Today, Jeff and Raffa and I joined Lilia (from the Mexican department of protected areas CONANP) and pilot Diego for an aerial survey of the waters around the northeastern tip of the Yucatan. In contrast to the boat, you can’t get in the water from a plane (its not advisable anyway), but you can see a whole lot more at once and cover a much greater area in a relatively shorter time. From the air, lots of sharks, cownosed rays, manta, dolphins, fish schools and whale sharks were all visible, and I am told that flamingos and manatees can be seen at other times too. The manta rays, which numbered in the hundreds, were especially impressive and included at least two species (see my post about taxonomy of mantas). The sheer number of cownosed rays, called chuchas in the local slang, was staggering (muchas chuchas, if you will). They formed huge schools that looked for all the world like the rafts of sargassum weed that accumulate on the wind-lines at the water’s surface offshore. Many of the turtles and mobula seemed to be in the mood for love; most turtles were in pairs (or a pair being followed by other hopeful males), whereas the mobula followed each other in lazy tandems, their wingtips breaking the surface with every stroke. Whale sharks were also there – lots of them – with their attendant flotilla of tourist boats and tiny orange specks of snorkelers in life-vests, doing their best (and largely failing) to keep up with the gentle giants.

When you have experiences such as those I have shared with my colleagues over the last two days, you are reminded why we do this stuff in the first place. Its not just for the papers, or the salary or the glory of new discovery (yeah, right!), its for those moments working with animals when you and a colleague become friends because you shared an experience of the oceans that most folks will never have. We should seek to share and recreate those moments with everyone we can, whether its in an aquarium or on the open ocean. I am pretty sure that if we could all do that, then public empathy for the plight of the oceans would skyrocket, and many of the threats that face them would be addressed quick smart.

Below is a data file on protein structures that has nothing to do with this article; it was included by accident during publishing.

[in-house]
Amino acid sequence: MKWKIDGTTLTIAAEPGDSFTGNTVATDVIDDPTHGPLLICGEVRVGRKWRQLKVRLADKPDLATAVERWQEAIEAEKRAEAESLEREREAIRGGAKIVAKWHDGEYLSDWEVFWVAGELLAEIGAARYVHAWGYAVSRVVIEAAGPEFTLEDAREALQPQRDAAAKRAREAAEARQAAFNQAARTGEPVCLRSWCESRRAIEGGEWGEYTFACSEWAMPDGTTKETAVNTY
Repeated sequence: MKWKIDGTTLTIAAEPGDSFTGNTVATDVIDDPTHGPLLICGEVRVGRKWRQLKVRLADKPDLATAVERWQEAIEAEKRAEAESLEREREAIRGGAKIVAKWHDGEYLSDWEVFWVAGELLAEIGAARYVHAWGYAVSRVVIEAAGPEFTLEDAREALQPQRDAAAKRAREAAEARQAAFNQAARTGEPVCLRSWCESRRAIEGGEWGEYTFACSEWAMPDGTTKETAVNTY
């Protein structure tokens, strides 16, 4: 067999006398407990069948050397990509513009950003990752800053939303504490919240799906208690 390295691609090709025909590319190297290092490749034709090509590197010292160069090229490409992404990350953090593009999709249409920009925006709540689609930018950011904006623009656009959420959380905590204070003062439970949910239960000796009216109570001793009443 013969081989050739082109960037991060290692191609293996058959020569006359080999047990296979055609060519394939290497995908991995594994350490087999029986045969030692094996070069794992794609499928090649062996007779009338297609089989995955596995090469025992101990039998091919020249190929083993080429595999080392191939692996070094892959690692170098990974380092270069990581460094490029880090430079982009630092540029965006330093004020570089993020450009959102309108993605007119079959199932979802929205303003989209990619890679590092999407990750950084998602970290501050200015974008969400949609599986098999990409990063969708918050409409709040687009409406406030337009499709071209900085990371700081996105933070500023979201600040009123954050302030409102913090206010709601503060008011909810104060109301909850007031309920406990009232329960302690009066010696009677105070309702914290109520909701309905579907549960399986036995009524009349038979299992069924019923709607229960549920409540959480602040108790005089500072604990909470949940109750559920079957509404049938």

While we're talking genomes...'s something distinctly more marine. 

ResearchBlogging.orgA little while ago I drew attention to Andrea Marshall's paper showing that there's not one but possibly three species of manta ray (see Whats A Manta Do?).  In the preamble for that post, I drew analogy between mantas and killer whales as monotypic species; that is, the only members of their genus, a taxonomic one-of-a-kind.  Well blow me down if some new genomics work with killer whales doesn't suggest that there's more than one species of those, too!  Morin and colleagues used a different approach than Marshall, whose work was mostly based on colors and patterns and tooth shape.  Instead, they used "massively parallel pyrosequencing" (try saying that with a mouth full of marbles) to show genetic differences in the mitochondrial genome.  So what the heck does that mean?  Well, lets just say its sequencing a whole bunch of DNA at once, using DNA not from the nucleus of the cell, but from its engine room: the mitochondrion.  The technology is actually a really, fantastic example of miniaturisation; perhaps I'll write about it one day.  But, I digress...  Morin and friends recommend three species of Orcinus orca, with two more subspecies as well.  Subspecies are not required by the taxonomic code, but they are eligible for separate protections under the Endangered Species Act, so its a meaningful result for conservation biologists too; they'll now have to make assessments of each species and subspecies to see which, if any, require additional protections.

To the experts, its not a total surprise that there are multiple species in either of these groups.  You can bet your bum that they set out to confirm a hunch that there are more than one, leaving the surprise for the rest of us less familiar with these beasties and who never saw the subtle differences.  That's OK, I like surprises, especially when they involve new and unexplored diversity, right under our noses.  Maybe we should take a harder look at a few more monotypics, for the inevitable species flocks hiding in the details or the DNA.  Whale sharks, basking sharks, Mola, anyone?